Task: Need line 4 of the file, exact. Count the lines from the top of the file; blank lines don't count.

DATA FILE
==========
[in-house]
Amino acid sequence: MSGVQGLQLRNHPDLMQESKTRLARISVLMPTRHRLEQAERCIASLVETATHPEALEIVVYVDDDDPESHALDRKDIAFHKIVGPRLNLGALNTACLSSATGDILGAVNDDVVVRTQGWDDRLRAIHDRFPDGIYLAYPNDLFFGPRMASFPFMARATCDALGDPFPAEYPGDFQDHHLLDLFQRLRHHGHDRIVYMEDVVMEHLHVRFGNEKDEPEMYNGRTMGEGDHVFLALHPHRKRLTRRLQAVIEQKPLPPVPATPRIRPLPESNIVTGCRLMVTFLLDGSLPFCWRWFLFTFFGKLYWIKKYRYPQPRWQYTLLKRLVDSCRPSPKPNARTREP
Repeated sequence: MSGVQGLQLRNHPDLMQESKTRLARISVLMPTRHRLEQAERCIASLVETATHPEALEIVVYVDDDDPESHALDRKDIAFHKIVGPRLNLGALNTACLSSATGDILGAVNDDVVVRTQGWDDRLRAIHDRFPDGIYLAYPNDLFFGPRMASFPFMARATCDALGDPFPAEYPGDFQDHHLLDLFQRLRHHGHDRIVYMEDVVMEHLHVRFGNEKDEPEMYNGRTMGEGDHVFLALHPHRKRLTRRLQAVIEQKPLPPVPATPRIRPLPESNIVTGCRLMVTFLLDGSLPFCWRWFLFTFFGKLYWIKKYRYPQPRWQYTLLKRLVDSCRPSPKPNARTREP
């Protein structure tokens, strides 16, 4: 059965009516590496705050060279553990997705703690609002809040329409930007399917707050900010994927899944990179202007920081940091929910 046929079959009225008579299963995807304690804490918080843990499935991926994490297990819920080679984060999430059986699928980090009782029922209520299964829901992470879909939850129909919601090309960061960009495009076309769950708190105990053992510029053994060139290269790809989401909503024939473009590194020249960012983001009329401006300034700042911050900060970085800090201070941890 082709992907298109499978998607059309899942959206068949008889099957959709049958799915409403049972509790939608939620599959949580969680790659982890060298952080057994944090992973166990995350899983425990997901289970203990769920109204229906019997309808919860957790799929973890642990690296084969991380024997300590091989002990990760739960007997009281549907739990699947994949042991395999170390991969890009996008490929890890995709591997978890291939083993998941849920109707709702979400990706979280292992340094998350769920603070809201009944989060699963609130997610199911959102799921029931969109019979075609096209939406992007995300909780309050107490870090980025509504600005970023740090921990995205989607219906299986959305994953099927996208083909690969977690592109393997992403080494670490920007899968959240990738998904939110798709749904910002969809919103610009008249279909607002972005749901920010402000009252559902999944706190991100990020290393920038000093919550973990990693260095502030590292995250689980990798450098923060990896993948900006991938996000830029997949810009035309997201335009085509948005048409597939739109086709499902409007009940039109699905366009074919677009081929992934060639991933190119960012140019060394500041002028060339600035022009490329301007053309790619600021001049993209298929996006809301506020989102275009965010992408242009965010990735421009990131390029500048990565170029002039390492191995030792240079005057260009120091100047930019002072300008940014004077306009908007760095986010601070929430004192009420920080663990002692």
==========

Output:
């Protein structure tokens, strides 16, 4: 059965009516590496705050060279553990997705703690609002809040329409930007399917707050900010994927899944990179202007920081940091929910 046929079959009225008579299963995807304690804490918080843990499935991926994490297990819920080679984060999430059986699928980090009782029922209520299964829901992470879909939850129909919601090309960061960009495009076309769950708190105990053992510029053994060139290269790809989401909503024939473009590194020249960012983001009329401006300034700042911050900060970085800090201070941890 082709992907298109499978998607059309899942959206068949008889099957959709049958799915409403049972509790939608939620599959949580969680790659982890060298952080057994944090992973166990995350899983425990997901289970203990769920109204229906019997309808919860957790799929973890642990690296084969991380024997300590091989002990990760739960007997009281549907739990699947994949042991395999170390991969890009996008490929890890995709591997978890291939083993998941849920109707709702979400990706979280292992340094998350769920603070809201009944989060699963609130997610199911959102799921029931969109019979075609096209939406992007995300909780309050107490870090980025509504600005970023740090921990995205989607219906299986959305994953099927996208083909690969977690592109393997992403080494670490920007899968959240990738998904939110798709749904910002969809919103610009008249279909607002972005749901920010402000009252559902999944706190991100990020290393920038000093919550973990990693260095502030590292995250689980990798450098923060990896993948900006991938996000830029997949810009035309997201335009085509948005048409597939739109086709499902409007009940039109699905366009074919677009081929992934060639991933190119960012140019060394500041002028060339600035022009490329301007053309790619600021001049993209298929996006809301506020989102275009965010992408242009965010990735421009990131390029500048990565170029002039390492191995030792240079005057260009120091100047930019002072300008940014004077306009908007760095986010601070929430004192009420920080663990002692």